Now, I'm not calling on all teachers today to be Ava Fishers, but they should do something. Horror stories like these shouldn't be able to happen right under their noses.
How do we get teachers nowadays to feel a sense of responsibility that wouldn't allow them to turn a blind eye to vicious acts bullying?
I'm in no way implying its all the teachers fault. There's certainly enough blame to go around. There are some parents who are unaware that their little angels are turning into little terrorists at school. There are students who witness bullying and are either afraid to speak up or simply don't want to get involved. It's like that show called "What Would You Do?" where people walk right by someone either being beaten, crying for help, or some type of tragedy and instead of intervening, they choose to mind their business. Other students find bullying both amusing and entertaining. They record it and put it on YouTube for the world to see.
If everyone chooses to not get involved they are in essence enabling the bullies. There is a saying if your not part of the solution you are part of the problem.
Episodes of bullying can have a tragic outcome as seen in the case of 13-year-old Jon Carmichael who committed suicide by hanging himself in Cleburne, Texas.
According to an article on CNN called "Parents' suit says school ignored bullying that led to teen's suicide":
"Staff and students at the Joshua Independent School District observed several explicit acts of bullying, including Jon being thrown into a trash can easily a few times a week, but did nothing to stop it."
Also in the article it says:
"He was placed upside down in a toilet bowl, and had his head flushed several times at each occasion... Just prior to his death he was stripped nude, tied up and again placed into a trashcan."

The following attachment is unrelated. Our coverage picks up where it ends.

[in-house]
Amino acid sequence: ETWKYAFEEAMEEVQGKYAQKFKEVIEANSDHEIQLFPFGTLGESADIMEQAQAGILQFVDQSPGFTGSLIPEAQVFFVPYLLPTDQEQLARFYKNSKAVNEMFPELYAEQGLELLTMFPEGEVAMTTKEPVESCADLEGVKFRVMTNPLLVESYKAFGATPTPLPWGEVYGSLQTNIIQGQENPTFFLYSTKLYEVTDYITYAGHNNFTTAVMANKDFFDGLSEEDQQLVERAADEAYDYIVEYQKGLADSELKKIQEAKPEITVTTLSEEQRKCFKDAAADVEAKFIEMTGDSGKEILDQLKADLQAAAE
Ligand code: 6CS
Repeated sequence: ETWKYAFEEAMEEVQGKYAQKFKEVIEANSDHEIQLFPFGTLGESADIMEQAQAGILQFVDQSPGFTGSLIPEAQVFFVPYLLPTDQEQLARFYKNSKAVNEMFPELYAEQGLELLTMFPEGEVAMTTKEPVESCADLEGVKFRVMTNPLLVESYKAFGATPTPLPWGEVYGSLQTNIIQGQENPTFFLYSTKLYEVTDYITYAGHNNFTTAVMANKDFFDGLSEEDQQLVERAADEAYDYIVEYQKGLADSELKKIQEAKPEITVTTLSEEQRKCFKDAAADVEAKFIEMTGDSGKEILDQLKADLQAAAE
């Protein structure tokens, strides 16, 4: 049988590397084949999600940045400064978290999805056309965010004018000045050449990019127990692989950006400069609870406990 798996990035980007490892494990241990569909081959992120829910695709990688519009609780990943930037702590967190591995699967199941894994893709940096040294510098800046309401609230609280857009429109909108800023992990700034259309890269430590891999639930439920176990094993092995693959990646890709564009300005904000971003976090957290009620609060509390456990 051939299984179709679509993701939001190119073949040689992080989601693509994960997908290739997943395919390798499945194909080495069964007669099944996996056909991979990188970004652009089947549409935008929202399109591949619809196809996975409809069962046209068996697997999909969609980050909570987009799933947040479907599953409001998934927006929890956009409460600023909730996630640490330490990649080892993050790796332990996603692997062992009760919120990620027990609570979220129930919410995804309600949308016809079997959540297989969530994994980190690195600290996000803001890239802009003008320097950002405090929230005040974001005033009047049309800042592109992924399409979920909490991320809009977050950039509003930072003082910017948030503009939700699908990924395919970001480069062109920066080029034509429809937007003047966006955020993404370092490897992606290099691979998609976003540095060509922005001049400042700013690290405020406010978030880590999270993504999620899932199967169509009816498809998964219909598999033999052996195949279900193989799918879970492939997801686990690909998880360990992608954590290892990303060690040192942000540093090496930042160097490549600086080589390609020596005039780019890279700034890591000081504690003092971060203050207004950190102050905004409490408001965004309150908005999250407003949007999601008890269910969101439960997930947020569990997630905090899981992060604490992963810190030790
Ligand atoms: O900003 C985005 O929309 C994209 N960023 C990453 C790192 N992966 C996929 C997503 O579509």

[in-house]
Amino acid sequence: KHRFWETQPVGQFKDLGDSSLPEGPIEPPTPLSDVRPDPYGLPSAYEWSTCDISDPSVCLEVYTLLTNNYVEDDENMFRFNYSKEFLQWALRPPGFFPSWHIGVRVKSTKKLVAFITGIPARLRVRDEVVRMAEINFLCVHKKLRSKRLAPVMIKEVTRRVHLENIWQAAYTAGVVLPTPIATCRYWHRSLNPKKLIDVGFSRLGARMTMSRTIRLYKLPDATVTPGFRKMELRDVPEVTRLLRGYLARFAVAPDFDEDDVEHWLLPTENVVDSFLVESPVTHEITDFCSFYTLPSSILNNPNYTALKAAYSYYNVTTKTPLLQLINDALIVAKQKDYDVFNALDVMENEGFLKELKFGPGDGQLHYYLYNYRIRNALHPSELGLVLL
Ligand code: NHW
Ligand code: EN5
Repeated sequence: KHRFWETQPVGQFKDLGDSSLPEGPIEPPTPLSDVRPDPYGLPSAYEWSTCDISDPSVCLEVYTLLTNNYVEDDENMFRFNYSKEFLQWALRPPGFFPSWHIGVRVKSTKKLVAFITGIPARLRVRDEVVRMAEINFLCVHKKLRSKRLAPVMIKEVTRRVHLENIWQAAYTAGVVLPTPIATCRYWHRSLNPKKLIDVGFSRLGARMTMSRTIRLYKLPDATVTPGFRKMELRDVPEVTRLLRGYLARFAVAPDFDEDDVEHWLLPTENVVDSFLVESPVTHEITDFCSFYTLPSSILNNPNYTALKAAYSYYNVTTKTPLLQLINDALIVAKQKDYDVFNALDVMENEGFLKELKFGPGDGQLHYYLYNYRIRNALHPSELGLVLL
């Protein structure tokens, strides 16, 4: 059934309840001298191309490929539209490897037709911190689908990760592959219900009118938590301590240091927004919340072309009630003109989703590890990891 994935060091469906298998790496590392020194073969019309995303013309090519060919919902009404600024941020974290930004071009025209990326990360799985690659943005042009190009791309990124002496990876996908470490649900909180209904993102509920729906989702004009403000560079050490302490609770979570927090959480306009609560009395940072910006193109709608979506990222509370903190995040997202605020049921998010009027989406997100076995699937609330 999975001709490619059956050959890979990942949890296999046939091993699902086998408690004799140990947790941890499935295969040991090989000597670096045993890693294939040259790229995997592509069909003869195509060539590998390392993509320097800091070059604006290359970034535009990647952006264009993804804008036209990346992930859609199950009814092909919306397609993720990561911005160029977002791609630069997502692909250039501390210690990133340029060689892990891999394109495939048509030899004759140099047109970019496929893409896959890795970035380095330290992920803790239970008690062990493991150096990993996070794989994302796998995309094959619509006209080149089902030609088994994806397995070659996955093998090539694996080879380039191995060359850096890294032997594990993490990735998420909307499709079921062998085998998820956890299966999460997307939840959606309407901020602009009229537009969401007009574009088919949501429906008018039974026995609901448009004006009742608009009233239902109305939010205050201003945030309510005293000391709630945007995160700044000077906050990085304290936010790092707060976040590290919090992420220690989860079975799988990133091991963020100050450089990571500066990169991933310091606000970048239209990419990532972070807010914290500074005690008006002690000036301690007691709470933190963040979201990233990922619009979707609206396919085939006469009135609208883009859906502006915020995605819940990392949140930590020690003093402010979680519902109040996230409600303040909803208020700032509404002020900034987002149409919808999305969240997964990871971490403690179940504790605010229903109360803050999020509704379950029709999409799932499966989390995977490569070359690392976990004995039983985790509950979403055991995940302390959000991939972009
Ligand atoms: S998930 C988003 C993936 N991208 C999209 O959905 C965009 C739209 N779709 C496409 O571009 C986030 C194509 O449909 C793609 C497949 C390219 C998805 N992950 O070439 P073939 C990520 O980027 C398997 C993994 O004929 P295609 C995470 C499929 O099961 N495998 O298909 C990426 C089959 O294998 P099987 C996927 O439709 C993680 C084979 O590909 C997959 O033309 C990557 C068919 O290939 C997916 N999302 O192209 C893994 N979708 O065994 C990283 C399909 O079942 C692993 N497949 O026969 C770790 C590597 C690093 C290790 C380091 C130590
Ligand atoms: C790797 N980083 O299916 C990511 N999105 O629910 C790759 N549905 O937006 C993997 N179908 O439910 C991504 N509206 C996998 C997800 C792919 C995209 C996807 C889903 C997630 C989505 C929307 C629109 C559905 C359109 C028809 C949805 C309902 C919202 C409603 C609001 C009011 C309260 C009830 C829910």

The article also exposed that other students actually taped the event and put it on YouTube
How do we encourage the kids who don't find bullying amusing to speak up whether they are the victims or simply observers? Especially when it too often appears that teachers are either unwilling or simply unaware.
Behavioral-Management.com posted alarming stats called bullying statistics. In this report it was revealed that...
-- 60 percent of middle school students say they have been bullied
-- 160,000 students stay home from school everyday due to bullying
-- 30 percent of students who reported they had been bullied said they had at times brought weapons to school
-- Bullying was a factor in 2/3 of the 37 school shootings reviewed by the U.S. Secret Service
-- 25 percent of students say that teachers intervened in bullying while 71 percent of teachers say they intervened
-- In schools where there are bullying programs bullying is reduced by 50 percent
My mom has been a teacher for 27 years for Tulsa public schools, and they just adopted an extensive zero tolerance bullying policy that on paper sounds great. But to quote my mom, "If teachers and students collectively are not willing to make the conscious decision that bullying of any kind will not be tolerated at their school, the policy means nothing." Mom, I couldn't agree more.